U.S. Embassy in Ireland
John M. Johansen, Executive Architect: Michael Scott
Concrete by reinforcement
Concrete is a relatively brittle material that is strong in compression but less so in tension.
To increase its overall strength, steel rods, wires, mesh or cables may be embedded in concrete before it sets. This reinforcement, often known as rebar, resists tensile forces. By forming a strong bond, the two materials are able to resist a variety of applied forces, effectively acting as a single structural element .
PRECAST ON SITE:
In larger and more complex construction projects, a concrete production plant may be installed on the construction site or nearby. The precast elements are moved into place once they have reached their maximum strength. This reduces transportation costs and ensures the concrete will set in the same environmental conditions as the building site. This may be more necessary with structures that combine cast-in-place concrete with prefabricated elements.
PRECAST IN FACTORY, WORKSHOP:
Any concrete element can be manufactured ahead of time and transported to the site once it has set. In this case, the control over geometry, appearance, finish and strength can be as strict as necessary. It can also be ensured that the pieces will be exactly identical to one another.
Prefabricated elements can be of any type: from façade panels and pavements to decorative elements (such as cornices or capitals) and structural elements (columns, slabs, beams, etc.).
These elements may be part of a commercial catalog or specially designed for a specific project. A series of pieces may also be sold as a coordinated and interconnected system to build a complete structure or even an entire building.
One might argue that the behavior of any concrete structure using columns and beams is consistent with that of a three-dimensional mesh. In this case, however, we are referring mainly to unique structures, in which the expressiveness of the structure is also highlighted in the finishes.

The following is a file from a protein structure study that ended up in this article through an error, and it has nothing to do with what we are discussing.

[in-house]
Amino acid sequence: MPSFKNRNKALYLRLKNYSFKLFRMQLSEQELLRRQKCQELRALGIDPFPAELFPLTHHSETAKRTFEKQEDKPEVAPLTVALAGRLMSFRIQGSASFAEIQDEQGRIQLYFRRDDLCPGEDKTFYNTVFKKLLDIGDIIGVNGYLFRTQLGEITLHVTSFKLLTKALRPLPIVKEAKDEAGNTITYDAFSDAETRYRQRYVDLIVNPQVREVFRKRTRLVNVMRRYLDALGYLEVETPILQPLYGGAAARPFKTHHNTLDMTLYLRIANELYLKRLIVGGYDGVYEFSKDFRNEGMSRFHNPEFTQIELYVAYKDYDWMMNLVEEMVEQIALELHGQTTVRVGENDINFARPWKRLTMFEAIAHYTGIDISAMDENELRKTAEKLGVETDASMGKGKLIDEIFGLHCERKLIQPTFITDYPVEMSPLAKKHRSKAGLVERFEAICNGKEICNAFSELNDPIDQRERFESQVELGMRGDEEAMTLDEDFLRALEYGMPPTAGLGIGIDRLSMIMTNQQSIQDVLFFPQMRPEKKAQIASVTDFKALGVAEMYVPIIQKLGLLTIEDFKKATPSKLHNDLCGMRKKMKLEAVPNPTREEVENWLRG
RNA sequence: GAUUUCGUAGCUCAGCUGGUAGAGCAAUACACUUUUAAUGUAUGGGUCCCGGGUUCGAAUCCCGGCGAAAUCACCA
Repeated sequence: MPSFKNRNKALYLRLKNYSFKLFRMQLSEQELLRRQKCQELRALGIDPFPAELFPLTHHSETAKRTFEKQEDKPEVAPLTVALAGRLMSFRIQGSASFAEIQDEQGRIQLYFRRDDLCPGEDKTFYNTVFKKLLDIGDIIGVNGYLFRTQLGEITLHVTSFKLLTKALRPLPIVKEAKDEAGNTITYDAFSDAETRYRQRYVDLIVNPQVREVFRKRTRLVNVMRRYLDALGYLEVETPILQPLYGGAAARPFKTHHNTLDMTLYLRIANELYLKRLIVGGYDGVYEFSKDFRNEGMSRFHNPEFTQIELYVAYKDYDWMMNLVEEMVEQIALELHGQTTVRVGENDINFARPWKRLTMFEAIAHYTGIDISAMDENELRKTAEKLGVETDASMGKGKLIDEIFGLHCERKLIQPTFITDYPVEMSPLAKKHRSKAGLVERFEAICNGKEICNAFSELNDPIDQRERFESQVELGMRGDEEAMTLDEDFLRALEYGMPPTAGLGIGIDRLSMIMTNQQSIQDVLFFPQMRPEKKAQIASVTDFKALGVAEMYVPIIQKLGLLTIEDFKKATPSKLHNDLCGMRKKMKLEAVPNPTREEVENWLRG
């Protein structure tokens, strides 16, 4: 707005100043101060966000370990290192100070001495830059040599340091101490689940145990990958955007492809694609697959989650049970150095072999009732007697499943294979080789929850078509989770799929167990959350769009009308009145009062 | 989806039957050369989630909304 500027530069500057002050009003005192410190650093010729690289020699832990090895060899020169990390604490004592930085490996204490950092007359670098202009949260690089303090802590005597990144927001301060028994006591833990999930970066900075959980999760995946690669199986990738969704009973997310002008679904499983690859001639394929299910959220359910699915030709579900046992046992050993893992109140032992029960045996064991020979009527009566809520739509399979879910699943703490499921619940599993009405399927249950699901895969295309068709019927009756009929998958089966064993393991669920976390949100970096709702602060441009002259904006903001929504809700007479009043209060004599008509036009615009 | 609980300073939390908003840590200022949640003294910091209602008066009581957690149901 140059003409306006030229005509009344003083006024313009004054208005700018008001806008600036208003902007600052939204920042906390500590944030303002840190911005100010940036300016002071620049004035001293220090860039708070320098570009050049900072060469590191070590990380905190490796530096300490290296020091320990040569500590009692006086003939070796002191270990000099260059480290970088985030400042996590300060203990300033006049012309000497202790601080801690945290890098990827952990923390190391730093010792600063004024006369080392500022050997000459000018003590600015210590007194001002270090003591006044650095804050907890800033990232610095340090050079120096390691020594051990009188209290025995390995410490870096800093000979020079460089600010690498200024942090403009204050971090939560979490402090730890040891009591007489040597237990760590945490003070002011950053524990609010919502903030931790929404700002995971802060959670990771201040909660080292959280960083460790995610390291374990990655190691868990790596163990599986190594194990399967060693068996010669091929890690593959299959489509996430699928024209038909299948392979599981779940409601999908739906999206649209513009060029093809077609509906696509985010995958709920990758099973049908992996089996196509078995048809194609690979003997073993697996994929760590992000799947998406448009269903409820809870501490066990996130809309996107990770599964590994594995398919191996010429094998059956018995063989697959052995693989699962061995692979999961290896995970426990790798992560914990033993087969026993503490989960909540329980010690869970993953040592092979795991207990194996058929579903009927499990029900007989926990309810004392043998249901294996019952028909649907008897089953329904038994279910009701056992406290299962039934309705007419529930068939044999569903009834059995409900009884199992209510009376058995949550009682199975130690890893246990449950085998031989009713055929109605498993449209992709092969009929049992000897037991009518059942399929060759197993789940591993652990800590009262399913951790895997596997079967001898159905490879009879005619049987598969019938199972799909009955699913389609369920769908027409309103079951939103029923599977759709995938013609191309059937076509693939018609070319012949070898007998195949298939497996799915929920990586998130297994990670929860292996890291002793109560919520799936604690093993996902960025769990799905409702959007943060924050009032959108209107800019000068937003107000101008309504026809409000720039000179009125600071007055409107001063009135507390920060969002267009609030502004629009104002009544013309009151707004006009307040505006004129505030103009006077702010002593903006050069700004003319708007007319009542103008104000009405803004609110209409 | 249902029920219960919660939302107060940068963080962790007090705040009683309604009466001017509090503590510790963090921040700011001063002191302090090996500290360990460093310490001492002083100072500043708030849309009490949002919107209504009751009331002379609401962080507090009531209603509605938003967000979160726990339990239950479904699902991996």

State of Conservation
The building, dating from 1964, is a commanding cylindrical volume spanning five stories, only three of which sit above street level due to security reasons, which are central to the design. It is ringed by a circular moat around the perimeter, so that access is limited to two footbridges, like in a medieval castle. According to the architect, the design was inspired by ancestral Celtic archetypes mixed with old Irish buildings.
The complicated triangular site where the building is located does not affect the design of the building. In the words of the architect, John M. Johansen, the homogeneous, continuous façade made from prefabricated concrete elements is characterized by “turning its back on no one”. It is precisely these prefabricated modules from the façade, forming the building’s structure and its image at the same time, that give it its personality. This is achieved by using a single prefabricated concrete modular element, which is repeated, rotating alternately, 13 times on each floor, in a reference to the number of stars on the first American flag. The uniformity of the façade is consistent with the building’s use, a purely administrative and office-related program, since, unlike some other diplomatic headquarters, the ambassador’s residence is located elsewhere.
The interior is distinguished by the presence of a large atrium space, which empties out the center of the building, leaving only the perimeter ring for offices. To date, the usable space in the building has remained limited and there is talk of building a new diplomatic headquarters with more square footage and security features.
Elgin Road 42
Leinster (Province) , Dublin (County) D04 TP03 Dublin
Fundación DOCOMOMO Ibérico